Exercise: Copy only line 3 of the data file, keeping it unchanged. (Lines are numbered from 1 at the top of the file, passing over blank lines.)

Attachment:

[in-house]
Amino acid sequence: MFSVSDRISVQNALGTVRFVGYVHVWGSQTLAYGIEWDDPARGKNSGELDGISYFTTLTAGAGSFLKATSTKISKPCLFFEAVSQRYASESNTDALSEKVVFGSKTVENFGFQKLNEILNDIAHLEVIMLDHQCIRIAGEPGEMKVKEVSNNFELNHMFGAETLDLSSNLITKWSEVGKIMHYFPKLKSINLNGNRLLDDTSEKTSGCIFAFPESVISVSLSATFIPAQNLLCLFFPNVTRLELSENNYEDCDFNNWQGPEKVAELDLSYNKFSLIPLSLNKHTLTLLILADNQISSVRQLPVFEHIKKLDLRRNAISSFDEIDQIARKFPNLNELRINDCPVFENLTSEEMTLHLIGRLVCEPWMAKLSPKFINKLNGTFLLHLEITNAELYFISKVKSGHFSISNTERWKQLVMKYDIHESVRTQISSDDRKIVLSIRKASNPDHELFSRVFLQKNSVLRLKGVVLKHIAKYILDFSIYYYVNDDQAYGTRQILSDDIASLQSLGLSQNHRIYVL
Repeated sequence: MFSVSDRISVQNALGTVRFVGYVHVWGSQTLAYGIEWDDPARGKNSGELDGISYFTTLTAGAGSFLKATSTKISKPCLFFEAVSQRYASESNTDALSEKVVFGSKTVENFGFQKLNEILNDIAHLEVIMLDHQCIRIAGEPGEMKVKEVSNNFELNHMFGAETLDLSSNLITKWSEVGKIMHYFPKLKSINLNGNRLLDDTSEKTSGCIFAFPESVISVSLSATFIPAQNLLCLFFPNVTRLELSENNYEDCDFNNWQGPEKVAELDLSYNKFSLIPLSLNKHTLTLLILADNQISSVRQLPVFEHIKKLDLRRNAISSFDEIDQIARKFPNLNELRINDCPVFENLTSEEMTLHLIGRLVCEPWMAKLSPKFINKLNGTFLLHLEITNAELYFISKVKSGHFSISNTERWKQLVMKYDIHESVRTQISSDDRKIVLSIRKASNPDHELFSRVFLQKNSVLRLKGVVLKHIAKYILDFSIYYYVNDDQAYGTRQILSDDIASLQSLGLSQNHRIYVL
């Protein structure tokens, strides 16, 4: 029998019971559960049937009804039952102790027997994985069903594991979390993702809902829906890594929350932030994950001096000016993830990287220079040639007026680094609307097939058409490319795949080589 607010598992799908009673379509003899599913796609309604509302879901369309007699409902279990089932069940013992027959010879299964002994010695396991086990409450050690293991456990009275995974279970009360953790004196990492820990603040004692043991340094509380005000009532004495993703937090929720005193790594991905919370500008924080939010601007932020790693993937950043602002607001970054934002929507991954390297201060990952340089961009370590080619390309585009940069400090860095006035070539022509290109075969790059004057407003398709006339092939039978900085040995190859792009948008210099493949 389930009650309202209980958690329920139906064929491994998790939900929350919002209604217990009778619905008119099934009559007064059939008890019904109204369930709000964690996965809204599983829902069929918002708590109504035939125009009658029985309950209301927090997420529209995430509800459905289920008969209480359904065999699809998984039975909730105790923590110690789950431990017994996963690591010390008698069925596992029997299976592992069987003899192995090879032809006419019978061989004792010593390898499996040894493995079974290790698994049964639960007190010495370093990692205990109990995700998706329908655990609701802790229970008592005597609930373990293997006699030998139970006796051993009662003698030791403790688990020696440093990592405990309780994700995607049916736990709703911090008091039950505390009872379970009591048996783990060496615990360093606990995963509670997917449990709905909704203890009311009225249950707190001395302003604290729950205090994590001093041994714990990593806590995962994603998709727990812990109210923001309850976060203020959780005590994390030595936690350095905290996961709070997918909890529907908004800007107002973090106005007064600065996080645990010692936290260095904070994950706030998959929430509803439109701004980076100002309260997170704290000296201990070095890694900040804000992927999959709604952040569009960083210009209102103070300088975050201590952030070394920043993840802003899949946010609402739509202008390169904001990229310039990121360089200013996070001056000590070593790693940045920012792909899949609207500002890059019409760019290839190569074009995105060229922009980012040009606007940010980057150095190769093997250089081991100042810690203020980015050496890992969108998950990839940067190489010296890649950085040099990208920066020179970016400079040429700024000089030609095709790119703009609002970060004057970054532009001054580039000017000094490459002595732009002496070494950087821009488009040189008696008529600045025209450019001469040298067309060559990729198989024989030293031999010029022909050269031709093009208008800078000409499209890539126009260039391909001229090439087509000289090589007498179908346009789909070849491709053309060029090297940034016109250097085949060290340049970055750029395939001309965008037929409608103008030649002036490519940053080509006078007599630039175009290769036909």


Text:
Repeated sequence: MFSVSDRISVQNALGTVRFVGYVHVWGSQTLAYGIEWDDPARGKNSGELDGISYFTTLTAGAGSFLKATSTKISKPCLFFEAVSQRYASESNTDALSEKVVFGSKTVENFGFQKLNEILNDIAHLEVIMLDHQCIRIAGEPGEMKVKEVSNNFELNHMFGAETLDLSSNLITKWSEVGKIMHYFPKLKSINLNGNRLLDDTSEKTSGCIFAFPESVISVSLSATFIPAQNLLCLFFPNVTRLELSENNYEDCDFNNWQGPEKVAELDLSYNKFSLIPLSLNKHTLTLLILADNQISSVRQLPVFEHIKKLDLRRNAISSFDEIDQIARKFPNLNELRINDCPVFENLTSEEMTLHLIGRLVCEPWMAKLSPKFINKLNGTFLLHLEITNAELYFISKVKSGHFSISNTERWKQLVMKYDIHESVRTQISSDDRKIVLSIRKASNPDHELFSRVFLQKNSVLRLKGVVLKHIAKYILDFSIYYYVNDDQAYGTRQILSDDIASLQSLGLSQNHRIYVL